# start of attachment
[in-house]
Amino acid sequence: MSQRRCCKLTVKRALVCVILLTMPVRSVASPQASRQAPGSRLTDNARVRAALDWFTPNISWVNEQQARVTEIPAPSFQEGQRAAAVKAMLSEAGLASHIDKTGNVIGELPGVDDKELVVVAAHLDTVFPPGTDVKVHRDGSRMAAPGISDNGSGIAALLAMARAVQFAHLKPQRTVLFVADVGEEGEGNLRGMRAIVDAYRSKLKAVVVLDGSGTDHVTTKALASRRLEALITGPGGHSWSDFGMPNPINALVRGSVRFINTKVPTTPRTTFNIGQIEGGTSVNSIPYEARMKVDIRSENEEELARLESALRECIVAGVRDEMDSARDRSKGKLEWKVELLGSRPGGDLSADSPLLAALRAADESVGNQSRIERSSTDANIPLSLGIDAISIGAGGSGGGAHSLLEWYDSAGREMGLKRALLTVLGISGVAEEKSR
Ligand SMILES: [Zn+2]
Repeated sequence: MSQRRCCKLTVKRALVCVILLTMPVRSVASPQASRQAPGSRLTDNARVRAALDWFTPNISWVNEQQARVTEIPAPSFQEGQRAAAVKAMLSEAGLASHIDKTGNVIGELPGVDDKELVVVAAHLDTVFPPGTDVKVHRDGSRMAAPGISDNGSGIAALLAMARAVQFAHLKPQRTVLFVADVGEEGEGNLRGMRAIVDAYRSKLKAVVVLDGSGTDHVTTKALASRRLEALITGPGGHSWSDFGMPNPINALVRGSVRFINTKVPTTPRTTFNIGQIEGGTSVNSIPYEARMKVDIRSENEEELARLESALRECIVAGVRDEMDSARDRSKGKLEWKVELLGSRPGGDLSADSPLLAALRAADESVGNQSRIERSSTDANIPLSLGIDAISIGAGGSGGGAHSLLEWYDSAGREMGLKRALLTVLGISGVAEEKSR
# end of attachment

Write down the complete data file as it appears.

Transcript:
[in-house]
Amino acid sequence: MSQRRCCKLTVKRALVCVILLTMPVRSVASPQASRQAPGSRLTDNARVRAALDWFTPNISWVNEQQARVTEIPAPSFQEGQRAAAVKAMLSEAGLASHIDKTGNVIGELPGVDDKELVVVAAHLDTVFPPGTDVKVHRDGSRMAAPGISDNGSGIAALLAMARAVQFAHLKPQRTVLFVADVGEEGEGNLRGMRAIVDAYRSKLKAVVVLDGSGTDHVTTKALASRRLEALITGPGGHSWSDFGMPNPINALVRGSVRFINTKVPTTPRTTFNIGQIEGGTSVNSIPYEARMKVDIRSENEEELARLESALRECIVAGVRDEMDSARDRSKGKLEWKVELLGSRPGGDLSADSPLLAALRAADESVGNQSRIERSSTDANIPLSLGIDAISIGAGGSGGGAHSLLEWYDSAGREMGLKRALLTVLGISGVAEEKSR
Ligand SMILES: [Zn+2]
Repeated sequence: MSQRRCCKLTVKRALVCVILLTMPVRSVASPQASRQAPGSRLTDNARVRAALDWFTPNISWVNEQQARVTEIPAPSFQEGQRAAAVKAMLSEAGLASHIDKTGNVIGELPGVDDKELVVVAAHLDTVFPPGTDVKVHRDGSRMAAPGISDNGSGIAALLAMARAVQFAHLKPQRTVLFVADVGEEGEGNLRGMRAIVDAYRSKLKAVVVLDGSGTDHVTTKALASRRLEALITGPGGHSWSDFGMPNPINALVRGSVRFINTKVPTTPRTTFNIGQIEGGTSVNSIPYEARMKVDIRSENEEELARLESALRECIVAGVRDEMDSARDRSKGKLEWKVELLGSRPGGDLSADSPLLAALRAADESVGNQSRIERSSTDANIPLSLGIDAISIGAGGSGGGAHSLLEWYDSAGREMGLKRALLTVLGISGVAEEKSR